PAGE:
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Great record. Great write up. It's tales like this that help understand how difficult it was to cut a record, let alone have a hit.  Fortunately for us, the Four Perfections sole release on Party Time reached legendary status a long time ago and continues to be one of the best ever.

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Excellent informative brilliant article ,great to read thanks for the work put into writing it.It ws one of those first time you hear it you're hooked forever records and you want to find out all you can about it straight away,well you couldnt find out any more about it these days than what you can read about it here.

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Hey Guys.... Little bit more info for you.  (From correspondence with Rick Cooper who met Mr Weinroth Snr in 1974 when he went over for the master tapes for the UK Cream issue of "I'm Not Strong Enough").   Rick was told that apparently Kip Gainsboro, who is credited with the production role of the song was a made up name comprising, ..... The family Dog (Kip) and the Weinroth's address (which was 1203 Gainsboro Rd, Bala Cynwyd,  Pa 19004).  

 

So there you have it. All those years of trawling for Kip Gainsboro was a waste of time but now thankfully -  put to rest! Fantastic! Thanks Rick!

 

Of course we now have to find out exactly who it was that produced the session? Bruce Weinroth? "Boobie" Thomas? Cameo Parkway staffer?

 

I'm onto it.

 

Regards,

 

Dave

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Great article Dave; wonderful reading.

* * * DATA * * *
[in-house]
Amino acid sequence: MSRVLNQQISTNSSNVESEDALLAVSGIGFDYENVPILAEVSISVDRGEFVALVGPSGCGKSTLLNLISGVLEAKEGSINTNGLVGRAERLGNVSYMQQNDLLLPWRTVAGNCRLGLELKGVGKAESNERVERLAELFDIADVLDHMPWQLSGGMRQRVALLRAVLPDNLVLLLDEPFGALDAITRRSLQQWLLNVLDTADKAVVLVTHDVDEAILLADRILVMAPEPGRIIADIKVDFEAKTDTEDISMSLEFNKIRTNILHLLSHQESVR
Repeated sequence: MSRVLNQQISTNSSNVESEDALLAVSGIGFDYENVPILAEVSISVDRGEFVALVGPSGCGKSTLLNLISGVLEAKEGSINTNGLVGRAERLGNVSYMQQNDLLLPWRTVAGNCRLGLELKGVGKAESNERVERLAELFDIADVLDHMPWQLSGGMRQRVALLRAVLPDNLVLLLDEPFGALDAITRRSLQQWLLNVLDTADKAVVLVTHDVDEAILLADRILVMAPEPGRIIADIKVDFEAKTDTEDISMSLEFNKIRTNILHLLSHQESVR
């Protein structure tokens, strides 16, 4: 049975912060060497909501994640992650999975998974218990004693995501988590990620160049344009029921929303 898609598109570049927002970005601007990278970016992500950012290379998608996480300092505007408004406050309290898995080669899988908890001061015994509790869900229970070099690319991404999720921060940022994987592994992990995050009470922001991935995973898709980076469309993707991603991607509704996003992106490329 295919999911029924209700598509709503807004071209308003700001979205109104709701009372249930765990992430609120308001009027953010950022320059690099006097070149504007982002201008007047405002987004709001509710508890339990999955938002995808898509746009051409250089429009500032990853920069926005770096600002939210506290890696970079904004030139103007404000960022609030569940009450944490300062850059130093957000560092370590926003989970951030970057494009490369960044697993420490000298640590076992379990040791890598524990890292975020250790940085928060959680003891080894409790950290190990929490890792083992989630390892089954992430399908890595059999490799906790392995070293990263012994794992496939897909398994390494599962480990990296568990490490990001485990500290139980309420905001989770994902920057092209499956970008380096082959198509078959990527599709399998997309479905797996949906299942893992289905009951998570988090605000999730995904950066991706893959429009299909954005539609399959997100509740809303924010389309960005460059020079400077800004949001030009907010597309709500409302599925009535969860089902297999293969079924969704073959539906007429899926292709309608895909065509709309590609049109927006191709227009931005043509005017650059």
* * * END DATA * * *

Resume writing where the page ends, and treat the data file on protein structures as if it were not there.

Maybe the producer was Bruce Charles which was Bruce Weinroth's producing name. He was actually Irv Weinroth's son not brother. Irv was the judge father you refer to. That is according to the B&S articles of the time.

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You're right Ady, they were Father and son. I rushed the writing and that slipped through.  I suspect it was Bruce Weinroth but if so he surpassed himself as it's a really good production.  Maybe with Joe Tarsia on hand.....  I'll report back with any more info once I speak to the guys again.

 

Regards,

 

Dave

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Steve,

 

I have the complete catalogue of The Steals work.  Haven't we been down this Smallwood Brothers route once? Weren't they a George Kerr group? He'd maybe have some answers for you as to who the line up consisted of etc. The Steals wrote 3 songs for The Smallwood Brothers (all on Atco if I remember correctly but nothing that was released on Wand).  Send me some specifics you want and I'll see if they can help with anything further.

 

Regards,

 

Dave

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Great article about one of all time favourite records. Many thanks!

 

I'm probably mixing it up. But I seem to recall that the Philips Intentions were an earlier incarnation of the Magnificent Men. Andy Rix has/had an acetate of a later Mag Men record that is credited to the Intentions, "It's got to be love". Scan here.

 

I think it was Dave Bupp who confirmed that they were basically the same outfit??

 

Sorry if I cause any confusion. It was 10/15 years ago when I read that.

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I seem to remember the Weinroth family having some kind of paper manufacturing business?

Still have the correspondence from Irving Weinroth when dealt with for the Inferno singles.

Irving could not find the tape for the instrumental of "I'm Not Strong Enough" and instead sent a tape of a horrible  track "The Funky Donkey".